Would you want to know your risk of dementia? How can this be communicated to you in a meaningful, non-distressing, and engaging way, which will motivate you to make changes to your lifestyle and health risk factors to reduce your dementia risk? This project addresses these questions by conducting focus groups with consumers to explore their attitudes towards knowing personal dementia risk and collaboratively designing an interactive online personal dementia risk profiling tool. We will test the resulting risk profiling tool in a trial with people at-risk of developing dementia to assess whether it facilitates an accurate understanding of risk, and its impacts on psychological distress and engagement in behaviours to reduce risk. The risk profiling tool could be later used in primary care, ehealth interventions, and dementia prevention programs, to empower people at risk of dementia to take action to reduce their modifiable risks and lessen the impact on society.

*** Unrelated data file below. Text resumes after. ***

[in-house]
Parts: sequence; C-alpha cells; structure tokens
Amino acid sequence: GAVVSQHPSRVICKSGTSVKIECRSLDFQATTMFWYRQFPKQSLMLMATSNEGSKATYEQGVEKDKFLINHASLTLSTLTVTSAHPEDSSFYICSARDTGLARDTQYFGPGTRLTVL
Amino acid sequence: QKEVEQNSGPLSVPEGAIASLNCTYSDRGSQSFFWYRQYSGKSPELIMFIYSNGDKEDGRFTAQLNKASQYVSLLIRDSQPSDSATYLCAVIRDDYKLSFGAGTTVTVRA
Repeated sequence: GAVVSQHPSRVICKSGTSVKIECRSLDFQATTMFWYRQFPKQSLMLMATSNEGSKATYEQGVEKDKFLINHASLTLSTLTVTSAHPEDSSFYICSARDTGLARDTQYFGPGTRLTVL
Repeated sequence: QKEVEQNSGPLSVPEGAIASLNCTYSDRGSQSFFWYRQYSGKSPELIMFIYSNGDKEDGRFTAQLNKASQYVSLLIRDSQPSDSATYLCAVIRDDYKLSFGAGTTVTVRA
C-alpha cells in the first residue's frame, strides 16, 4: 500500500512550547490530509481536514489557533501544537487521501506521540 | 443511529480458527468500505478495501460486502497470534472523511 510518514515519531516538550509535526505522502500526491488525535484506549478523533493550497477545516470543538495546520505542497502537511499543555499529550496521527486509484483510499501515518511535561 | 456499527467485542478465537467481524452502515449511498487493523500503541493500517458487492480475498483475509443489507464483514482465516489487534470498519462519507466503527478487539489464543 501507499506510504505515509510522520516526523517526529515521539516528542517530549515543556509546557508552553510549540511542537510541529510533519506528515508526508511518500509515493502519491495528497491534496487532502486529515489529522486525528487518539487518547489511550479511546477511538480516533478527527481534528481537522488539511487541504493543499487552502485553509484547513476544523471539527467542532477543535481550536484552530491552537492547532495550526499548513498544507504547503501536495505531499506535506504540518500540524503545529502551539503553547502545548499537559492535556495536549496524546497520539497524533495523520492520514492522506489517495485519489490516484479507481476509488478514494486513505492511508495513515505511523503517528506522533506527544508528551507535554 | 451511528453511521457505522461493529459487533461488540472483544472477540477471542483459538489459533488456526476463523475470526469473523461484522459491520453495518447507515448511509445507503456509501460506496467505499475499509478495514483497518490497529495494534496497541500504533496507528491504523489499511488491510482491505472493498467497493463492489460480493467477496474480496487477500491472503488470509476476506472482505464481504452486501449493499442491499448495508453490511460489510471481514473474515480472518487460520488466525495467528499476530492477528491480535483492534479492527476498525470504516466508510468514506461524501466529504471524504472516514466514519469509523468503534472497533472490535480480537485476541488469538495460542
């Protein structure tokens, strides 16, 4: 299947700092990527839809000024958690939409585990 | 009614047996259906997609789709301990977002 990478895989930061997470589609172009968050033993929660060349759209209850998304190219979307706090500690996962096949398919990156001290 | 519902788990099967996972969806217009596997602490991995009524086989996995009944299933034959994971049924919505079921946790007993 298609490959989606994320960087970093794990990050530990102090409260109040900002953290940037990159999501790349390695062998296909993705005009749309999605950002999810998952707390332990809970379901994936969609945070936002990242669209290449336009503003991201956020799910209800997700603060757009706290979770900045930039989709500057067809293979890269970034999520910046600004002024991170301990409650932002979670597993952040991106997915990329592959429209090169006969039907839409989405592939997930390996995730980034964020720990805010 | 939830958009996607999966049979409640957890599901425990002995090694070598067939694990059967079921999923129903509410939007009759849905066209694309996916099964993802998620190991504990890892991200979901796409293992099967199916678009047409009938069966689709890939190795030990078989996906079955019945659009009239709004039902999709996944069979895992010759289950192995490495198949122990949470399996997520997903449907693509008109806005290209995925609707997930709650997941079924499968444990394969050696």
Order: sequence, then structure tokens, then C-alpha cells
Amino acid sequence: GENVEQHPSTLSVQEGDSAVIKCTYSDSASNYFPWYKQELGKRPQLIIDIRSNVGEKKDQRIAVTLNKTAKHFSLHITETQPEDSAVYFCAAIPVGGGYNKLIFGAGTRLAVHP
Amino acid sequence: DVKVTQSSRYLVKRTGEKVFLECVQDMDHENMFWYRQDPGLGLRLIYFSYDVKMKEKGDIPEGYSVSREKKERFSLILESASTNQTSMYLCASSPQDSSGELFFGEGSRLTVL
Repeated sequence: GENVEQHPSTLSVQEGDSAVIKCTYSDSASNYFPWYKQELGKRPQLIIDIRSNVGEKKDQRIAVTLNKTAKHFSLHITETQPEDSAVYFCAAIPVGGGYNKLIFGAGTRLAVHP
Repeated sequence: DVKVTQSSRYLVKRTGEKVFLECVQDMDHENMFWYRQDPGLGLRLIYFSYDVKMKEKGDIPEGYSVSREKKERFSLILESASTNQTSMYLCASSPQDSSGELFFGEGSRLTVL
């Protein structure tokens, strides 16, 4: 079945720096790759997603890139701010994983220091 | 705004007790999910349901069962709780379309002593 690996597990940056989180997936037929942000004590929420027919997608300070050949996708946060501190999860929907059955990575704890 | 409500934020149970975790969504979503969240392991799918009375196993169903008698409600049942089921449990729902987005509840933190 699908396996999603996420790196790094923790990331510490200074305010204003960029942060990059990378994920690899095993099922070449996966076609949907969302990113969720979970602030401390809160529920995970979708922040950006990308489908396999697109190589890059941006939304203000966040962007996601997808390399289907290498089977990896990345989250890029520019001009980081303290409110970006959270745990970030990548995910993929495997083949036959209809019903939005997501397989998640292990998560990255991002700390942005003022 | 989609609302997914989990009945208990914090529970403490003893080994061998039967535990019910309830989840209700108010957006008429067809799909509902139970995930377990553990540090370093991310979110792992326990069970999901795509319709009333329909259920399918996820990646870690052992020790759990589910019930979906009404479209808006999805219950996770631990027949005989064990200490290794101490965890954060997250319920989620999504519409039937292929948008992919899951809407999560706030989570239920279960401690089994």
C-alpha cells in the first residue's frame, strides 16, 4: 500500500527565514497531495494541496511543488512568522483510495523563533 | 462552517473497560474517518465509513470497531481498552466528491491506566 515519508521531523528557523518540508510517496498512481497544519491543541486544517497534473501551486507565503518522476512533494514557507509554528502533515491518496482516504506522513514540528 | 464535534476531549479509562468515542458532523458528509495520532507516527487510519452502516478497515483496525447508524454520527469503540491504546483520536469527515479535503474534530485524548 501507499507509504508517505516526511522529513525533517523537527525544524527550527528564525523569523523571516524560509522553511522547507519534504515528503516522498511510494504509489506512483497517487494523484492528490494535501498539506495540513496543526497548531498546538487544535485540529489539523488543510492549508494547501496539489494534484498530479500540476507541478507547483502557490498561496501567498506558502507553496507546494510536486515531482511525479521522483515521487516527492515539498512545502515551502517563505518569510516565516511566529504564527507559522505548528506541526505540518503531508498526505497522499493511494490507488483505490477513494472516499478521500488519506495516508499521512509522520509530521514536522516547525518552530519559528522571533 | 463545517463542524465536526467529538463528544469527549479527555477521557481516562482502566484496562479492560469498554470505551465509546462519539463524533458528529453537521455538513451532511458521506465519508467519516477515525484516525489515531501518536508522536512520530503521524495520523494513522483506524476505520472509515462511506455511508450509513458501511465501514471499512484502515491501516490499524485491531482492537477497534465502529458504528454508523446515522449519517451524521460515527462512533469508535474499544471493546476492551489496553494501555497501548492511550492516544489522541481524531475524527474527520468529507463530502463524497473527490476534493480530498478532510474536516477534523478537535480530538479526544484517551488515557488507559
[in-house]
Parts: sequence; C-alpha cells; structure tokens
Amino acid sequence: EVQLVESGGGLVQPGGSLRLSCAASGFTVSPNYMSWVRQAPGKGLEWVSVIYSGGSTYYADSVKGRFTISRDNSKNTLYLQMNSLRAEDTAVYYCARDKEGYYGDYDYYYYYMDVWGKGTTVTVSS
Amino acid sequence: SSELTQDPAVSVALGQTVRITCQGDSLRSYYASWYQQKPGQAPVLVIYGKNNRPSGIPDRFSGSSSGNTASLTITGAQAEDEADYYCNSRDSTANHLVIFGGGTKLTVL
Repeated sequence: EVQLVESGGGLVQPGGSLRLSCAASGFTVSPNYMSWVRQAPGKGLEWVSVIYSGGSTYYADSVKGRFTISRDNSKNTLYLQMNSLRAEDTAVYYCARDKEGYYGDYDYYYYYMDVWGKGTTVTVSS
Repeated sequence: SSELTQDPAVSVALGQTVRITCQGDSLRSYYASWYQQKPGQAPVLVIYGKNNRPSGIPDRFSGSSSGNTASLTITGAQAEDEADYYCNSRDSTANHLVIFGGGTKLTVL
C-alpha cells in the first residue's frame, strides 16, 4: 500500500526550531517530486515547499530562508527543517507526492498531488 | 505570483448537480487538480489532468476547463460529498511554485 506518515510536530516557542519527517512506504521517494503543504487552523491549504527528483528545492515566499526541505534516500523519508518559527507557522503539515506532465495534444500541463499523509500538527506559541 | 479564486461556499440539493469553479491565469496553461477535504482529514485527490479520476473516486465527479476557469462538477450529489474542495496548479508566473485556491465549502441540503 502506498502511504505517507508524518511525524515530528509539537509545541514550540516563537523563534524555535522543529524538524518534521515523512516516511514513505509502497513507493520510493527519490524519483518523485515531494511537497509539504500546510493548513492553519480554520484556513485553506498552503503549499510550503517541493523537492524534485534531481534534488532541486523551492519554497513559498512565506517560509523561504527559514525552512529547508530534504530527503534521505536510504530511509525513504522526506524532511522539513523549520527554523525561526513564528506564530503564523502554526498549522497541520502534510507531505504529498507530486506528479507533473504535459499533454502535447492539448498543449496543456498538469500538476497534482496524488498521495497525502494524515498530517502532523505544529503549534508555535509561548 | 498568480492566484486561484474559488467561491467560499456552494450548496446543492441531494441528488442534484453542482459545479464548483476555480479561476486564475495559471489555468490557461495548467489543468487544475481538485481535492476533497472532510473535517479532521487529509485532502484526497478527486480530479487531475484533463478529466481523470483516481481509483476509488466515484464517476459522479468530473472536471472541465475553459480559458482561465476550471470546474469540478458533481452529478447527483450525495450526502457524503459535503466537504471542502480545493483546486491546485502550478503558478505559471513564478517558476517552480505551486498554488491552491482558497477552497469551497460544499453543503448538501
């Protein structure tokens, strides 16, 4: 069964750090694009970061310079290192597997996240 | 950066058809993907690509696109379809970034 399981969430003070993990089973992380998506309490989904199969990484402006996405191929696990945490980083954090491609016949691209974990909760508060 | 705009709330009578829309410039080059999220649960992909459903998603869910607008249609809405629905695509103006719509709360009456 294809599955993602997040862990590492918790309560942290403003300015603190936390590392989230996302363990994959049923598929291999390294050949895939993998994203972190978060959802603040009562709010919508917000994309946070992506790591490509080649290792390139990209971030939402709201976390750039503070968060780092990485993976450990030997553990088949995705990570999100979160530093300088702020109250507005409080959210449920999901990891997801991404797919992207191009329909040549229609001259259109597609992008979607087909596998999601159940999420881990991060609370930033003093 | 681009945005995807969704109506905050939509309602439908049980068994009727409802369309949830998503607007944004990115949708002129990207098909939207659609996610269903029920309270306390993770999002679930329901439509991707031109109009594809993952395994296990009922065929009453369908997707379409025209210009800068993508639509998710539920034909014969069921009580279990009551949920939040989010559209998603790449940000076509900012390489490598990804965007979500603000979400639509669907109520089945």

Evaluating social engagement services for older adults in community care: Role of social networks in cognitive decline
Current treatments for dementia are effective in only a subset of patients, and for these individuals it only manages to temporarily halt symptom progression. A ‘cure’ would involve reversal of a complex cognitive and non-cognitive syndromes, and likely require psychosocial changes early on in an individual’s life. Here, we aim to see if rich and meaningful social networks play a significant protective role in memory decline associated with old age. The proposed studies will inform future social engagement services through their evaluation of current social services offered in community care (e.g., meals on wheels, intergenerational interaction activities) and will form a new evidence base on how to best structure social networks in order to improve an individual’s quality of life.
Kevin Kai-En Chen
Stabilising the retromer protein coplex with molecular chaperones for Alzheimer's and Parkinson's diseases